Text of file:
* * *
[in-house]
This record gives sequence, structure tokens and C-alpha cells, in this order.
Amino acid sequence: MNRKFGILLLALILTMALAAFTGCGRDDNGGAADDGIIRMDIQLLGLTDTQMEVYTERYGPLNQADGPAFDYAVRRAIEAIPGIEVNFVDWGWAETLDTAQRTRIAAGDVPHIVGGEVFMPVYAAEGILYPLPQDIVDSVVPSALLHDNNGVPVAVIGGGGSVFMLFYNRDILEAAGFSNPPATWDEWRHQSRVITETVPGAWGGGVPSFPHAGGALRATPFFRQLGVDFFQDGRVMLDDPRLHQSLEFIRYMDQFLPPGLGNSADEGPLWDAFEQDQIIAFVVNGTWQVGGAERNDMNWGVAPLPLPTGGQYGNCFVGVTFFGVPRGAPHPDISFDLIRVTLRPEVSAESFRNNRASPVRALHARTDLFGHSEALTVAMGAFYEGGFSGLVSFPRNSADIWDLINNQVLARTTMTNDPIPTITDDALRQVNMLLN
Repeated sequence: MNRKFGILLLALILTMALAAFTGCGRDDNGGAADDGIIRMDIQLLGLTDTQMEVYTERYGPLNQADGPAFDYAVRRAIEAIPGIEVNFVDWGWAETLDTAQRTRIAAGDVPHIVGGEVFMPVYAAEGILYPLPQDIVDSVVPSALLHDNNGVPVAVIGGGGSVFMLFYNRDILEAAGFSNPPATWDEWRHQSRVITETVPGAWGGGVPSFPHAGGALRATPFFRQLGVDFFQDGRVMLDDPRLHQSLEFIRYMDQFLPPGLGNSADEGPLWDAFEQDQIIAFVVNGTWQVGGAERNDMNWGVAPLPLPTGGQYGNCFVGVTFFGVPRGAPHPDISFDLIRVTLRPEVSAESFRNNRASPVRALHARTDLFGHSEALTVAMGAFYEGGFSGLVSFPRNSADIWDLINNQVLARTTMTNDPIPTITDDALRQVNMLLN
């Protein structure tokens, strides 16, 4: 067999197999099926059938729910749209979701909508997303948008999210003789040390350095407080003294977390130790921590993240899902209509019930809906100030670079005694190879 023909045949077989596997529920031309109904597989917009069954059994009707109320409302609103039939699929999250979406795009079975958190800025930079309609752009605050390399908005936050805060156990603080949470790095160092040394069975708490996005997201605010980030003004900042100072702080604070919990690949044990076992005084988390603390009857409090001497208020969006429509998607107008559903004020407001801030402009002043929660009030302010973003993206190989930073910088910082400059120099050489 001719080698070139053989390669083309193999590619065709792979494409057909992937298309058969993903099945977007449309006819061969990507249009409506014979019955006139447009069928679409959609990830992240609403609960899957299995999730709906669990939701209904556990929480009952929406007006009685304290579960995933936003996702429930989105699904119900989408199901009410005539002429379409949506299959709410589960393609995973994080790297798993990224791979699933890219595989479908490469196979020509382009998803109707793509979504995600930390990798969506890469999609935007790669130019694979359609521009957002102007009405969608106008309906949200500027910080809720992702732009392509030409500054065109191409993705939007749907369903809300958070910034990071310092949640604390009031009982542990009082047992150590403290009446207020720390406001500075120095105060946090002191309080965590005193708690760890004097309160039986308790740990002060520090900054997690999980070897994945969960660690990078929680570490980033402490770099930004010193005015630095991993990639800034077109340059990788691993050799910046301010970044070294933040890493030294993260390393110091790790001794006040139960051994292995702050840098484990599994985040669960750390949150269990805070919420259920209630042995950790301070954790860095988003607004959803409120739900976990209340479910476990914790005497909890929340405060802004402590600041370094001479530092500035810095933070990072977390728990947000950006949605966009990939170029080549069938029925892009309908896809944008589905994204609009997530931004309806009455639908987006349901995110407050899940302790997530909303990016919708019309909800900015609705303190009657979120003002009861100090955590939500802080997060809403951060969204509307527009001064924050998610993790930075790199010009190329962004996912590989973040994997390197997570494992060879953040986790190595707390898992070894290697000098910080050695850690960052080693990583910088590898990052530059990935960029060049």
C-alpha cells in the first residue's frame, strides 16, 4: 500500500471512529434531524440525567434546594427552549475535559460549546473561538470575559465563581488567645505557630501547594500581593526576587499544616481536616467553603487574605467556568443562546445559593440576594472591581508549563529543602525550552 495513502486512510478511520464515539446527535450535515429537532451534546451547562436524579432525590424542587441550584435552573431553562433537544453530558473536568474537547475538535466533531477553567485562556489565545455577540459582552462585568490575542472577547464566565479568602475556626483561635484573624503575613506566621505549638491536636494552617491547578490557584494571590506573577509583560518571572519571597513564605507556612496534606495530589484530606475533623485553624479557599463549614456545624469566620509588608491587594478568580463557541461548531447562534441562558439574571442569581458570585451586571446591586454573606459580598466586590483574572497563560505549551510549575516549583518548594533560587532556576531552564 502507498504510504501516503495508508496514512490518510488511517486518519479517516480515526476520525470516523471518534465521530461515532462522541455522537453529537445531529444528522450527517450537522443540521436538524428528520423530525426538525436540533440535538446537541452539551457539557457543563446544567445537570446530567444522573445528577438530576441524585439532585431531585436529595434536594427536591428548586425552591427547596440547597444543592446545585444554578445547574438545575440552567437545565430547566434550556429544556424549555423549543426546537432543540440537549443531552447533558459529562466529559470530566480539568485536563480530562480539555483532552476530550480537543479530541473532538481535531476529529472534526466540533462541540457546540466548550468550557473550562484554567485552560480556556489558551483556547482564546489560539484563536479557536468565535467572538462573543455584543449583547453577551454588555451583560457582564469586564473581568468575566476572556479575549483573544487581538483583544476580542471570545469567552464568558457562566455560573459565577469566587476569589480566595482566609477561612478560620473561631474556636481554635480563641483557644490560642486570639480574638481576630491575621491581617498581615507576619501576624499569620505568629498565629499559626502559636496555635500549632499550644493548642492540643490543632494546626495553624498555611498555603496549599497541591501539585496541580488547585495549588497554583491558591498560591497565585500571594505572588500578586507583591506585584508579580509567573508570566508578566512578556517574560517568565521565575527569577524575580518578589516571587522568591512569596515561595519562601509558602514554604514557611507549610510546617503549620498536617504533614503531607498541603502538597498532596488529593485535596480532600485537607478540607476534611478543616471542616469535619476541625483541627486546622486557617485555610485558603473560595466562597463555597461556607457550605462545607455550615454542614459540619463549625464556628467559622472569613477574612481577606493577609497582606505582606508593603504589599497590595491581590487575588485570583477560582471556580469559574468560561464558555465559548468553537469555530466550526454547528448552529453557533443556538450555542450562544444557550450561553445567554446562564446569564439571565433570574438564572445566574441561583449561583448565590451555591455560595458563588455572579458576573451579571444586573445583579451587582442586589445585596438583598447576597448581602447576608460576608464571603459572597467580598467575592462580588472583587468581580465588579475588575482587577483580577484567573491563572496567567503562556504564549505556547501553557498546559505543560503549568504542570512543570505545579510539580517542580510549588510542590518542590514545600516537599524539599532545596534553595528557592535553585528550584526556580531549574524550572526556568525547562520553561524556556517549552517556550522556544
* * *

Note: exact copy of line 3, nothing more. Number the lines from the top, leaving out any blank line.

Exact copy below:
Amino acid sequence: MNRKFGILLLALILTMALAAFTGCGRDDNGGAADDGIIRMDIQLLGLTDTQMEVYTERYGPLNQADGPAFDYAVRRAIEAIPGIEVNFVDWGWAETLDTAQRTRIAAGDVPHIVGGEVFMPVYAAEGILYPLPQDIVDSVVPSALLHDNNGVPVAVIGGGGSVFMLFYNRDILEAAGFSNPPATWDEWRHQSRVITETVPGAWGGGVPSFPHAGGALRATPFFRQLGVDFFQDGRVMLDDPRLHQSLEFIRYMDQFLPPGLGNSADEGPLWDAFEQDQIIAFVVNGTWQVGGAERNDMNWGVAPLPLPTGGQYGNCFVGVTFFGVPRGAPHPDISFDLIRVTLRPEVSAESFRNNRASPVRALHARTDLFGHSEALTVAMGAFYEGGFSGLVSFPRNSADIWDLINNQVLARTTMTNDPIPTITDDALRQVNMLLN